Everyone has a soundtrack to their life and no two people’s are the same. And that’s just how it should be.
One of my favorite songs comes from fellow Houstonian, Clint Black. If you’re not a country music fan, you may know him from the second season of The Celebrity Apprentice. He’s had countless hits, but one especially resonates within me. In Clint’s 1993 hit, “State of Mind“, he strums his guitar and belts out:
Ain’t it funny how a melody can bring back a memory
Take you to another place in time
Completely change your state of mind
The lyrics are absolutely spot-on. I’m always amazed at how the opening bars of a song can instantly transport me to another time, place, or emotion. Some songs make me tear up, while others put a pep in my step. Ironically, “State of Mind” takes me to Thanksgiving in Lubbock, Texas. The first time I heard that song I was a sophomore at Texas Tech and cruising down 4th Street in a white pickup with my best friend and her boyfriend, Rob. We were stuffed from a day of eating and looking for a bar that was open. Rob rolled down the windows letting the cold winter air inside and cranked up the stereo.
Indeed, a melody can bring back a memory.
In thinking about this subject, I instantly was able to come up with songs that take me back to a specific time and place. Here are my top five:
“Mrs. Robinson” by Simon and Garfunkel
I wasn’t even born in 1968 when this classic song came out, but my mom and dad loved listening to oldies-but-goodies. During our road trips from Texas to Colorado in the summers, I must have heard this song a million times. Hearing the opening acoustic guitar riff, I’m suddenly eight years old in a beige Suburban. I’m fighting with my big brother, my mother is snapping her fingers at us, and my dad is firmly gripping the steering wheel trying not to explode.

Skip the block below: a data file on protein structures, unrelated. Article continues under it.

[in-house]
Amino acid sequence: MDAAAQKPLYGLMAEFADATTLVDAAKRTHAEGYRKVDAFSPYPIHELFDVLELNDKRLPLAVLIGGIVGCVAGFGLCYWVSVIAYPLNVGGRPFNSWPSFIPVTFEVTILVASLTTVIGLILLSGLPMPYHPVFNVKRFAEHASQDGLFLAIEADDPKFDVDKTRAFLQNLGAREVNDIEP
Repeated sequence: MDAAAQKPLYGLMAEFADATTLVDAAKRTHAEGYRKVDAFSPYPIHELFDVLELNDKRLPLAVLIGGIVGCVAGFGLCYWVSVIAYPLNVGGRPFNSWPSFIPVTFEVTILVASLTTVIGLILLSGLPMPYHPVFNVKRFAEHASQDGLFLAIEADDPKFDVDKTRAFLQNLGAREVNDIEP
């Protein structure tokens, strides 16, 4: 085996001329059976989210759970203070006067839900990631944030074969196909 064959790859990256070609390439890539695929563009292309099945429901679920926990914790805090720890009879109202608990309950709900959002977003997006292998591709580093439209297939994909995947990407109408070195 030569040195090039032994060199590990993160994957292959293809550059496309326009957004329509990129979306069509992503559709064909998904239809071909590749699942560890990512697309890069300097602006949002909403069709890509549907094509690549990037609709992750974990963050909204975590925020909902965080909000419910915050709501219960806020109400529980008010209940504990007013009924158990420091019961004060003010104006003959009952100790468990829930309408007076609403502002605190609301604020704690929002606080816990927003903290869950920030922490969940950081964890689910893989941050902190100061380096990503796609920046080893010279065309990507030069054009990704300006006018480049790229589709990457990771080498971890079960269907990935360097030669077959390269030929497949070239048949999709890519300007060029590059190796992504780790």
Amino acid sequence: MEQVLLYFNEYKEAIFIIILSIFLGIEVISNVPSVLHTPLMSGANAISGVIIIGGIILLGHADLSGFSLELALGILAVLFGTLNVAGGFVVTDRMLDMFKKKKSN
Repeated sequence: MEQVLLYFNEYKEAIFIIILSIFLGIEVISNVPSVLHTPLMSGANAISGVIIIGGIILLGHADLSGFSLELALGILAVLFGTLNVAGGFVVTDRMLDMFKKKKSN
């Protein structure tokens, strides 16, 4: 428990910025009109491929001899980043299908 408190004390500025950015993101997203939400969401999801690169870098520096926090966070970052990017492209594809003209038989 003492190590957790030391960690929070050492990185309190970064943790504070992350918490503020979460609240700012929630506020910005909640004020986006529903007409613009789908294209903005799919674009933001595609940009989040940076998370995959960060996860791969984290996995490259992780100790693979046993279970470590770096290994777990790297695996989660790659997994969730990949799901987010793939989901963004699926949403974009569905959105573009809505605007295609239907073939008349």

Outward Bound and Marble, Colorado is our final destination. I marvel at my dad and his ability to drive in the mountains. Dad tells me about hair-pin turns and how he knows one is coming up. We snake up a narrow, dirt road, and I try not to look out the window for fear of tipping the car off the cliff. We have to back up to a “wide” spot in the road when we greet another car coming down. I hold my breath, shut my eyes, and sing, “Heaven holds a place for those who pray…hey, hey, hey.”
“Hard to Handle” by The Black Crowes
The Otis Redding remake by The Black Crowes came out in 1990, but it wasn’t until 1992, my senior year in high school, that this Southern-rock hit made an impression on me. It was spring break, and I was a few months away from graduation. I’d never left the country, but somehow I convinced my parents that it was a good idea to send me to Acapulco with four of my girlfriends. This was a time when a passport wasn’t required to cross the border, and there was no need to worry about getting caught up in drug cartel crossfire. Acapulco was far removed from its glory years with Elizabeth Taylor and other Hollywood greats, but it was still magical to me.